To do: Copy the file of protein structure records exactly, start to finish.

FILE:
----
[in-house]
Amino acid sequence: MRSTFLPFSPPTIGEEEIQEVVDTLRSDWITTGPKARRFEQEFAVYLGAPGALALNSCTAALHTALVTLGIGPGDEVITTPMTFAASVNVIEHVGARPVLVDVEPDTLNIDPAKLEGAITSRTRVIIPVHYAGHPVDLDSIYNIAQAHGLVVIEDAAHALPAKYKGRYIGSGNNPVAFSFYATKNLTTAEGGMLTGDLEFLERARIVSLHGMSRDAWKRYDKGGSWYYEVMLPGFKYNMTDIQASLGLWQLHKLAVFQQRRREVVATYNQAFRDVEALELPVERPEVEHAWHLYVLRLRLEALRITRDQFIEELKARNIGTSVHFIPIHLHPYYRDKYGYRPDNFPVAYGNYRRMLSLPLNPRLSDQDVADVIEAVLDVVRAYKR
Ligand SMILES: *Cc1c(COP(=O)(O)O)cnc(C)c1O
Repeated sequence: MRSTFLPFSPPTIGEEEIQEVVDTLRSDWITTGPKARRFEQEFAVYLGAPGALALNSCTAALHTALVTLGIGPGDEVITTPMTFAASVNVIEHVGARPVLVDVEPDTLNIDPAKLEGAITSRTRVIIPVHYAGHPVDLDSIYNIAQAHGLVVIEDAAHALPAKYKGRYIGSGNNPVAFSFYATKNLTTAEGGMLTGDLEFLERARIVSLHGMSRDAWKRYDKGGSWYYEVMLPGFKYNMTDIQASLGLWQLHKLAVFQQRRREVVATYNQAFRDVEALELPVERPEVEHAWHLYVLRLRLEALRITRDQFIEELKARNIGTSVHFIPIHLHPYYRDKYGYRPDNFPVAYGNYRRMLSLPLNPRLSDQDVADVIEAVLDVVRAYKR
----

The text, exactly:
[in-house]
Amino acid sequence: MRSTFLPFSPPTIGEEEIQEVVDTLRSDWITTGPKARRFEQEFAVYLGAPGALALNSCTAALHTALVTLGIGPGDEVITTPMTFAASVNVIEHVGARPVLVDVEPDTLNIDPAKLEGAITSRTRVIIPVHYAGHPVDLDSIYNIAQAHGLVVIEDAAHALPAKYKGRYIGSGNNPVAFSFYATKNLTTAEGGMLTGDLEFLERARIVSLHGMSRDAWKRYDKGGSWYYEVMLPGFKYNMTDIQASLGLWQLHKLAVFQQRRREVVATYNQAFRDVEALELPVERPEVEHAWHLYVLRLRLEALRITRDQFIEELKARNIGTSVHFIPIHLHPYYRDKYGYRPDNFPVAYGNYRRMLSLPLNPRLSDQDVADVIEAVLDVVRAYKR
Ligand SMILES: *Cc1c(COP(=O)(O)O)cnc(C)c1O
Repeated sequence: MRSTFLPFSPPTIGEEEIQEVVDTLRSDWITTGPKARRFEQEFAVYLGAPGALALNSCTAALHTALVTLGIGPGDEVITTPMTFAASVNVIEHVGARPVLVDVEPDTLNIDPAKLEGAITSRTRVIIPVHYAGHPVDLDSIYNIAQAHGLVVIEDAAHALPAKYKGRYIGSGNNPVAFSFYATKNLTTAEGGMLTGDLEFLERARIVSLHGMSRDAWKRYDKGGSWYYEVMLPGFKYNMTDIQASLGLWQLHKLAVFQQRRREVVATYNQAFRDVEALELPVERPEVEHAWHLYVLRLRLEALRITRDQFIEELKARNIGTSVHFIPIHLHPYYRDKYGYRPDNFPVAYGNYRRMLSLPLNPRLSDQDVADVIEAVLDVVRAYKR